Here to Help You Succeed Through Strong & Committed Advocacy REACH OUT TODAY

Illinois Man with 10 Prior Felonies Sentenced

July 7, 2019

An Illinois man with 10 prior felony convictions has been sentenced to 201 months in a federal prison for possession of heroin and cocaine with the intent to distribute, threatening a federal official and mailing threatening letters to federal officials. The sentence was announced in a June 5 press release from the office of the U.S. Attorney for the Southern District of Illinois. Court documents reveal that the man committed these crimes while under supervised release for a 2001 felony armed robbery conviction.

The man was charged with serious drug offenses in August 2018 when police arrived at his East St. Louis apartment to take him into custody for violating the conditions of his supervised release. When officers arrived, the man threw two large bags out of one of the apartment’s windows. The bags contained about 90 grams of crack cocaine and 200 grams of heroin. Police say that they discovered more drugs when the conducted a further search of the residence.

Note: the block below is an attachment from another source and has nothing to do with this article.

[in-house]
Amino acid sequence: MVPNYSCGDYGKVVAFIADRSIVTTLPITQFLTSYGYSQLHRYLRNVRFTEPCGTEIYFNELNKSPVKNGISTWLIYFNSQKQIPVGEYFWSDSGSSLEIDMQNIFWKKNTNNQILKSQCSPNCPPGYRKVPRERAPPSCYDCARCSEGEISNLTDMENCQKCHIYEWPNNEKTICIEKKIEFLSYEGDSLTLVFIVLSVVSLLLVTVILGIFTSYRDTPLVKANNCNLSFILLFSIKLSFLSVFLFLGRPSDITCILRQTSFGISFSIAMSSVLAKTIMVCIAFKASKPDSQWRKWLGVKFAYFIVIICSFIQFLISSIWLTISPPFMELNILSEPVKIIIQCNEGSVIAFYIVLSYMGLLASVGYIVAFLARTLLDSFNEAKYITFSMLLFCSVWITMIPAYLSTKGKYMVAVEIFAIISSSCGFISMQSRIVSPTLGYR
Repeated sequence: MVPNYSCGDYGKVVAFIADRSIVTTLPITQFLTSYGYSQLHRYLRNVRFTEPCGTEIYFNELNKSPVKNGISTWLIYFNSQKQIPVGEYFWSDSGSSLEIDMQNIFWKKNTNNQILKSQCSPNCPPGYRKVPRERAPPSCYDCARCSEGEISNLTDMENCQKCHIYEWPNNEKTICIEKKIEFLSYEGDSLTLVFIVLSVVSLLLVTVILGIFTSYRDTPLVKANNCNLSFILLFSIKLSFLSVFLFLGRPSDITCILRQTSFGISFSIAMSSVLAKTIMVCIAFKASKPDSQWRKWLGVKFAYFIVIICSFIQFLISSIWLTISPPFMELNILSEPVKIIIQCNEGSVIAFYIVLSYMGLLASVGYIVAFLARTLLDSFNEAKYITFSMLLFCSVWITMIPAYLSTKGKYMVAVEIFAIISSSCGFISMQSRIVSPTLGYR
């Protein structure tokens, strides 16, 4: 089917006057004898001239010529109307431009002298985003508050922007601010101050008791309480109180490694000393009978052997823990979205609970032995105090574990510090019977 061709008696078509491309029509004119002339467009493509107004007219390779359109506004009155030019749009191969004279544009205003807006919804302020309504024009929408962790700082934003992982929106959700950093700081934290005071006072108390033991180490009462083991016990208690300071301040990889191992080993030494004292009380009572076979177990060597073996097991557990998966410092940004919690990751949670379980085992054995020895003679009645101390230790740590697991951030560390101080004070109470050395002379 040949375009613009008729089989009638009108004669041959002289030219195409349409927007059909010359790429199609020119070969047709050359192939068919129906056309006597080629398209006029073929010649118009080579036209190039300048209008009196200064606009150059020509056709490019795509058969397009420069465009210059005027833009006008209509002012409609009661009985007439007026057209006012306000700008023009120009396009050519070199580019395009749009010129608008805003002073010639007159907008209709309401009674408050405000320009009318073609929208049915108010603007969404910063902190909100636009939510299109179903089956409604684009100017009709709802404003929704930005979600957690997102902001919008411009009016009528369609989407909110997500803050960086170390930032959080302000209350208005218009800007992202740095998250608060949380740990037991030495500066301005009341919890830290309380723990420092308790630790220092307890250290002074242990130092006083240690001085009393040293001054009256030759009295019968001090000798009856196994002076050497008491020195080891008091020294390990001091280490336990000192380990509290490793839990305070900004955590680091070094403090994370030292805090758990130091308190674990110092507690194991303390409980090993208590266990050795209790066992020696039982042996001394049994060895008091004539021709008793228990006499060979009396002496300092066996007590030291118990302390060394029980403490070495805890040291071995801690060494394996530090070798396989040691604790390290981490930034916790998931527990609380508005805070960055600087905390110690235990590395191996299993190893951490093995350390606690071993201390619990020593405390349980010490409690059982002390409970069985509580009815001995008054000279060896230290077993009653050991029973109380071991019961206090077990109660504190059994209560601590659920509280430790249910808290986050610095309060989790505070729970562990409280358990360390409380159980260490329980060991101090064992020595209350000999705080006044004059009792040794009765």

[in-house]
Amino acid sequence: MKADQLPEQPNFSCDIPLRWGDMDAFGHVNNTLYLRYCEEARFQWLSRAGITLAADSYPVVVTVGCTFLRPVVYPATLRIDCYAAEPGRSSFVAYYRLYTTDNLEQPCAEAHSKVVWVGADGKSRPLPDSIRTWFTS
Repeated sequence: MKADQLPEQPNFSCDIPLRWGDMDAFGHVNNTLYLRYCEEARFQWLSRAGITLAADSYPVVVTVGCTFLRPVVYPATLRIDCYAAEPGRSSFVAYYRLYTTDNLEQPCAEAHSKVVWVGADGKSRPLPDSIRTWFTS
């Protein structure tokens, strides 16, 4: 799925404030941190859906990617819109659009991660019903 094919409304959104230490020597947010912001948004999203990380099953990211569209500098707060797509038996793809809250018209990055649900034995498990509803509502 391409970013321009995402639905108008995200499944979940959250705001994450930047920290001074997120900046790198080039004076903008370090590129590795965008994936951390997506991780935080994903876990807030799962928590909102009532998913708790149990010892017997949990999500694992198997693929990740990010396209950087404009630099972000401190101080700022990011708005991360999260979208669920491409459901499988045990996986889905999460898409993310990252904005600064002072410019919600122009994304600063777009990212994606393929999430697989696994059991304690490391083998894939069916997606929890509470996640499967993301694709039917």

The man entered guilty pleas for the drug charges in December 2018 and was transferred to the Alton County Jail to await sentencing. While in custody, federal prosecutors say that he wrote letters to senior Federal Bureau of Prisons administrators in Kansas City and Washington, D.C. In the letters, the man threatened to kill a prison guard. He admitted to writing the letters in April.

Experienced criminal defense attorneys could understand how the prospect of spending years behind bars can lead to anger and resentment, but they may urge individuals in this situation to resist the urge to lash out at police or corrections officers. This kind of behavior will usually result in additional charges and prison time, and it could also make negotiating plea agreements and securing early release more difficult.

Source: The Belleville News-Democrat, “10-time felon from East St. Louis sentenced to another 18 years in prison”, Carolyn P Smith, June 5, 2019